On two different paragraph Give your personal opinion to Casie Woodruff and Havilah Dieterle
In the united states, we spend more money per capita on healthcare than any other industrialized nation. yet, many of our public health outcomes measure significantly worse than these other countries. Why? Does it matter? would you be better served to live and receiving your healthcare services in another country?
The United States spends more money per capita on healthcare than any other industrialized nation, more than $3.2 trillion a year on healthcare, with estimates to spend $49 trillion over the next decade.” (U.S. Senate Sanders.) The public health outcomes are significantly worse than other 32 industrialized nations, this is because they have successfully implemented universal healthcare models that provide accessible government ran public health programs.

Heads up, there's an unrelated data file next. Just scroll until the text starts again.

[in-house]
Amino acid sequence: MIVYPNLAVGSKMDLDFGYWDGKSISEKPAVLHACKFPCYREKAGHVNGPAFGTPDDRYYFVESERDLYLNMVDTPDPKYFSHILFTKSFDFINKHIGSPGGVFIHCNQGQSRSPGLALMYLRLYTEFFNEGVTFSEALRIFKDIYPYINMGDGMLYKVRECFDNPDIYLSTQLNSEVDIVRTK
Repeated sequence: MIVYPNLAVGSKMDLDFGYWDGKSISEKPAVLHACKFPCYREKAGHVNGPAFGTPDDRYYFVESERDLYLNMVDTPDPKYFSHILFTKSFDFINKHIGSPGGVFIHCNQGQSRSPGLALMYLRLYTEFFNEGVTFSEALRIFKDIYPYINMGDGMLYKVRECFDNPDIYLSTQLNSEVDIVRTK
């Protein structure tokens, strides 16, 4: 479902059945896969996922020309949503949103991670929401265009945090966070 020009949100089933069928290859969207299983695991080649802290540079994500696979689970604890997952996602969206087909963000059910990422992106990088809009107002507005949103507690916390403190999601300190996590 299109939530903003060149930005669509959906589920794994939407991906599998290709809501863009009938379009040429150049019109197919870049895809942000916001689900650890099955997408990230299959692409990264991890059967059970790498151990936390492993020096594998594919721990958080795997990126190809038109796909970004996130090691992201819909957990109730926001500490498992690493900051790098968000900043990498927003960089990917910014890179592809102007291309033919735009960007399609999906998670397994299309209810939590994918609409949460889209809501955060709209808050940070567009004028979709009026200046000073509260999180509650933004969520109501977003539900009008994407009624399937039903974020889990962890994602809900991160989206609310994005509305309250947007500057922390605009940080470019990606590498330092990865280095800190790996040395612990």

Universal healthcare models make a huge impact on the success of other countries and their healthcare. The United States does little to control the prices of healthcare costs in relation to services and prescription drug prices, while other countries “keep hospitals on a fixed budget to control costs to reimburse doctors at a fee-for-service rate.” (The Balance) In addition, in a model with Government taking responsibility for universal healthcare, the cost of prescription drugs are kept down because their government officials argue for lower prices. If the United States were to implement a universal healthcare model it would aid in decreasing the costs of prescription drugs by up to $113 billion per year. (U.S. Senate Sanders.)